geography

The Road Less Travelled

migrationMigration by Mike Unwin and Jenni Desmond
This is an spectacularly stylish book telling the story of the incredible journeys of twenty animals. Mike Unwin, UK travel writer of the year, has been superbly paired with Jenni Desmond, winner of The New York Times Best Illustrated Children’s Book, to draw attention to the migration patterns of the monarch butterfly, great white shark, caribou, Arctic tern and many others. Whether it be seasonal changes, a search for food, a place to breed, or an escape from a hostile environment, these are scintillating journeys that can occur annually or once in a lifetime.

Each animal is afforded a double page spread and each of these double pages looks as individual as the animal itself, and startlingly beautiful enough to hang on the wall. The butterflies, for example, in ‘Forests of Flutter’, are shown a-fluttering among the trees, with incredible perspective and perspicacity so that the reader feels as if they are standing amongst them, waiting for one to land on their palm.

The text matches the beauty of the pictures; it is told informatively but also poetically. Monarchs ‘dance’ in the air like ‘confetti’. Sentences are short and specific, and the four to six paragraphs per spread give a comprehensive overview. The reader will gasp often at the huge distances the animals travel – the delicate hummingbird, weighing less than a sugar lump, flies 800 km across the ocean.

The book manages to be a staple non-fiction text as well as depicting the awesome beauty of the world with powerful text and alluring images. The range of animals is well thought out – and well indexed at the back on a migration map of the world, with hints of conservation advice. It’s not often that a reader will find the Christmas Island red crab adjacent to the Globe skimmer dragonfly, the blue wildebeest and whooping crane. Here, they come together to create a thrilling book. Make the journey here.

journeysJourneys by Jonathan Litton, illustrated by Dave Shephard, Chris Chalk, Jon Davis and Leo Hartas
From animals to humans. This book gathers stories of human discovery, amazing endeavours, untrodden paths, and journeys that explorers have made from the earliest times – before they could even document them.

Journeys craftily concentrates on the lesser known explorers, the lesser well-trodden paths, so that although Christopher Columbus gets a mention, it is Nobu Shirase’s race to the South Pole that draws attention, the lawless Mary Bryant, the impressive James Holman, the pony express in the Wild West.

What’s great fun about these snippets is the unpredictability of the journeys – not only the road travelled and hitches along the way, but also the discovery upon arrival. Alexander Gordon Laing may have been murdered on his quest to find Timbuktu, but many others came back to tell and document their extraordinary stories.

The book is ordered physiographically, and also kind of chronologically so that it begins with exploration across the seas by the Polynesians, the history of which has been pieced together by archaeological evidence and knowledge of their culture. Towards the end of the book are journeys by motor car, and finally the exploration of space.

But as well as simply telling the stories of each explorer and each journey in paragraphs, sometimes punctuated by quotes from the explorer, the text seeks to ask questions too – why do humans make journeys with the dangers and risks involved – what are the rewards, and is curiosity itself a justifiable reason?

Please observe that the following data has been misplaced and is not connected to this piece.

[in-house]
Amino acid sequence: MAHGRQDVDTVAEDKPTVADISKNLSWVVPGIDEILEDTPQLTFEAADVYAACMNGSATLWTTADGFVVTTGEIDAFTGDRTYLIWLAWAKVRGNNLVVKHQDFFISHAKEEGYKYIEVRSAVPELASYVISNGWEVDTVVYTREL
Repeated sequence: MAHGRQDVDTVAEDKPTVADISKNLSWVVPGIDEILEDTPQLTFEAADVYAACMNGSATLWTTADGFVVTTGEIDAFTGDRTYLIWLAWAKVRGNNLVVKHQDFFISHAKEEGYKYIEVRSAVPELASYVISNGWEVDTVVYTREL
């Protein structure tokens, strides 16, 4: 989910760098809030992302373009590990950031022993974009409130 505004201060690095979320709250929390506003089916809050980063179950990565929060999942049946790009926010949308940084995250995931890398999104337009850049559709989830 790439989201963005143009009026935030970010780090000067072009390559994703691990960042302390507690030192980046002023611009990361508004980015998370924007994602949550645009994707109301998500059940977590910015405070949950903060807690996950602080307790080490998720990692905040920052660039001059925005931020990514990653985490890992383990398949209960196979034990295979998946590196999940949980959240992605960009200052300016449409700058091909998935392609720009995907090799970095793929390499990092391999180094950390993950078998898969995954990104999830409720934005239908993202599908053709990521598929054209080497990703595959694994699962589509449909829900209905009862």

There are many extraordinary journeys in here, including Auguste Piccard and his balloon flights, Thomas Stevens with his penny farthing, and Nikolay Przewalski and his wild horses. Whether it’s all-encompassing across global cultures is difficult to tell, but it certainly attempts to be diverse and not be wholly ‘western’ focussed. There are bound to be sensitivities when discussing explorers and their treatment of indigenous people, the use of habitats etc, but Litton has tried to be fair.

The accompanying ink drawing illustrations are varied – some full-page pictures, other annotated maps, some vignettes, all with a sense of movement, and they balance the pages well. The character sketches all depict fierce determined travellers with a sense of a faraway look in their eyes, but again, there may be sensitivities to how some peoples are depicted. Explore it here.

mapmakers raceThe Mapmakers’ Race by Eirlys Hunter
I wanted to love this book about four children entering a competition to map a rail route through uncharted mountains. It has all the makings of a great adventure story, and from a writer who brings knowledge of the amazing landscapes of the South Island of New Zealand and Snowdonia in Wales. The premise starts off well enough. The children and their mother are on board the train to take them to the start of the competition, but when the mother fails to get back on after a break, the children are left to their own devices. There’s the inevitable panic and alarm and much humour too, before the children realise too much is at stake and they must enter the competition without parental guidance – a competition against professional adult route-finders.

There’s much debate about finding food (children left alone must deal with such matters), and of course dastardly cheating from some of the other competitors, and really beautiful descriptions of the difficult pathways and encounters with nature.

My caveat to loving this novel is the magical realism evoked when one of the children develops the ability to leave her body and fly up in the air to get a birds’ eye view and map their route. It just didn’t work for me, although other readers may find this the appealing strand of the story.